Thanks, Chris.

  2. Chris,

    Participating in this conversation has also motivated me to be more organized with keeping track of my thoughts as I read. I am one of those people who just can't mark up a book as I read. I can see how it would be helpful but I just can't bring myself to do it. So while reading this book I kept a stack of sticky note flags and a notepad by my side to mark important passages and to record my thoughts.

    I totally agree that keeping track of our thoughts leads us to become more mindful readers. Now I have to remember that and try to find ways to use it with my first graders.


  3. Hi, Chris!
    What a great statement about conferring being a non-negotiable part of the day! I do believe I'm going to adopt that as well. It will help keep me on track and grounded in my belief that I need to confer with my first graders! Thank you!!

  4. Hi Chris,
    Loved your comments about being a great skimmer. Think I am sometimes more of a "grazer" with professional books. I read a little of one, put it aside, read a little of another, put it aside, etc. Or there is my fiction life where I am a book "gobbler." I'm doing the #bookaday too, and those I am just racing through. Doing a book club is pushing me to read a little more closely and thoughtfully and yeah, write stuff down. Probably should not admit that I am not always great about keeping a r/w notebook, huh? Maybe it's because I don't think enough of my thinking is important enough to write about! Hmmmm.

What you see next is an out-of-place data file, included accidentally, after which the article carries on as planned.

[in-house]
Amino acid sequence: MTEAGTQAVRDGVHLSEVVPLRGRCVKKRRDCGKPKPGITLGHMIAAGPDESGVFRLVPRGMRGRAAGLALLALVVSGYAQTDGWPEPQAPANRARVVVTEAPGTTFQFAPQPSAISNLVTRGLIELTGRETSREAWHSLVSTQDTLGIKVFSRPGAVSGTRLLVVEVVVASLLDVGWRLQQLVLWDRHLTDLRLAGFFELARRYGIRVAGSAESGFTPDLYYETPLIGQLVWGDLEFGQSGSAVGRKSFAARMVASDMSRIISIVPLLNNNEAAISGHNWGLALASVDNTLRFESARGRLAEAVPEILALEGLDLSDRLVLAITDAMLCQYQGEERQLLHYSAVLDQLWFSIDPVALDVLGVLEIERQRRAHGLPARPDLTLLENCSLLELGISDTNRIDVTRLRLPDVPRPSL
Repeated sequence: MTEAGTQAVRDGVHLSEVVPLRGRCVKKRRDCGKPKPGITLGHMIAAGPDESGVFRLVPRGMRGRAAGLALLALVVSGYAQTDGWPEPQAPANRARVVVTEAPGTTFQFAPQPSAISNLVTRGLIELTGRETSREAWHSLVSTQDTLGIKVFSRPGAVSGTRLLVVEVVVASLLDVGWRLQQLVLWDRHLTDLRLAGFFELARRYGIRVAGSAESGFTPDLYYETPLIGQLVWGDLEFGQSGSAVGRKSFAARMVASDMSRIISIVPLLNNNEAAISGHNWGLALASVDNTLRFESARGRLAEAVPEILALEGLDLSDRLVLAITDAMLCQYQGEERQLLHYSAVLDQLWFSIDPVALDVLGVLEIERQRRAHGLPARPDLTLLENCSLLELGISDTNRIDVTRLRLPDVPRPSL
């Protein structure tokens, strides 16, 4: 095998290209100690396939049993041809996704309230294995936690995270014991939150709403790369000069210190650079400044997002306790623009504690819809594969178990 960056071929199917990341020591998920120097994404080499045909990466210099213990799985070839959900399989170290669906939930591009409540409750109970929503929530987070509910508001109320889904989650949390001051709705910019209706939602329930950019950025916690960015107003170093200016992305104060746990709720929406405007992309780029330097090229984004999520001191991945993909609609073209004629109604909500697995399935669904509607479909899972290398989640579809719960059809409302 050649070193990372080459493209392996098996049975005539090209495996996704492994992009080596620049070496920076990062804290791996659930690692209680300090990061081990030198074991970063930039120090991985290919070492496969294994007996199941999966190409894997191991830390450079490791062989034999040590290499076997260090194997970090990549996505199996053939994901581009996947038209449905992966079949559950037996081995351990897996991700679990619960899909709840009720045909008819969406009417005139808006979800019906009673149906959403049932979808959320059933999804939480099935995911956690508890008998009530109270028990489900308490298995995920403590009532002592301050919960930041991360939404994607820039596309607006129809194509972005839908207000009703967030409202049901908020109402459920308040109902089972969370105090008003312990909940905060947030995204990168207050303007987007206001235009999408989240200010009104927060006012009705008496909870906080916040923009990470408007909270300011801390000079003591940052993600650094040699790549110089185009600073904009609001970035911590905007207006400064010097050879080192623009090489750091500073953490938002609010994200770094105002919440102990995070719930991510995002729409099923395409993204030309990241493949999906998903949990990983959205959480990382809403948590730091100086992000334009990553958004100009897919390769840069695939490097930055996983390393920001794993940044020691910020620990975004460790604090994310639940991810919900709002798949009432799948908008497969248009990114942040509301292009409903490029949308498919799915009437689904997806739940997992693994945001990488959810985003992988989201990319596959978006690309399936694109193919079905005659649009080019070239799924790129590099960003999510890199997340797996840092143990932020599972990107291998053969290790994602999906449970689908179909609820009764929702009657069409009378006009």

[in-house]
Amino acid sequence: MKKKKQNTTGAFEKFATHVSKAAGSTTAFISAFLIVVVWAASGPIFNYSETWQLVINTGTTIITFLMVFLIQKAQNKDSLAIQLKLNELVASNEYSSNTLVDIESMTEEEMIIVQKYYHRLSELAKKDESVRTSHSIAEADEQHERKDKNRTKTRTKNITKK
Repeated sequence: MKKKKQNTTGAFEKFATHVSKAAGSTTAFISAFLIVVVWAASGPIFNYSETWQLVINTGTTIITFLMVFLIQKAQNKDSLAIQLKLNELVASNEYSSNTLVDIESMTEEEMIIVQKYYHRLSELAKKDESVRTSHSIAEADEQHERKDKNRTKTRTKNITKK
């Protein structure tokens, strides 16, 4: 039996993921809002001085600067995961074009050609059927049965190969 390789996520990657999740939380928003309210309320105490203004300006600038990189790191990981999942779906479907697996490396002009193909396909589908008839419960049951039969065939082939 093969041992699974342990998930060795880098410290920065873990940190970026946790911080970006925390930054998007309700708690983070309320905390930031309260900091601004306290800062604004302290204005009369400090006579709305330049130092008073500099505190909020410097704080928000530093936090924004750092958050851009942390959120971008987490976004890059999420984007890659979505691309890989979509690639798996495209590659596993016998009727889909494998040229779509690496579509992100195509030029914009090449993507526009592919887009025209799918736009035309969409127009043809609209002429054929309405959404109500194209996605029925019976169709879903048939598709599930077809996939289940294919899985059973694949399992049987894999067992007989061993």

5. I took noticed Patrick's mentioning of writing things down in his notebook to be more reflective. I think your plan to write more down is a great one and an important action to take to cause more reflection.

  6. Chris,
    The importance of a culture of thinking is so, so big. In my experience, students who come into my room with having prior experiences with lean ring how to reflect and think about purpose quickly become the role models for students who have lacked that experience. I am not sure what your teaching role entails, but imagine the possibilities if, in your k-5 resource room the younger children having 2 or more years with a teacher who is helping them to think deeper about their reading and writing.

    I loved the honesty in the skimming line. Thankfully, like you, I did not skim this book.


  7. Chris~
    I JUST received my book today so I have not started reading, but I am sure my thoughts will be more focused and thoughtful, as I have started with the blogs! (Cheating? No, building background and setting purpose!)
    Looking forward to the @cyberPD!

  8. Chris,

    "Giving learners a chance to jot down their thoughts and sharing those ideas teaches children three things:
    1. My thinking is important enough to write about.
    2. My thinking can lead to rich conversation.
    3. My thinking is valued."


    I NEED to have my sixth graders do more 'thinking out loud' when they read...writing reflective notes...being 'mindful readers'.

    Thank you for reminding me of this!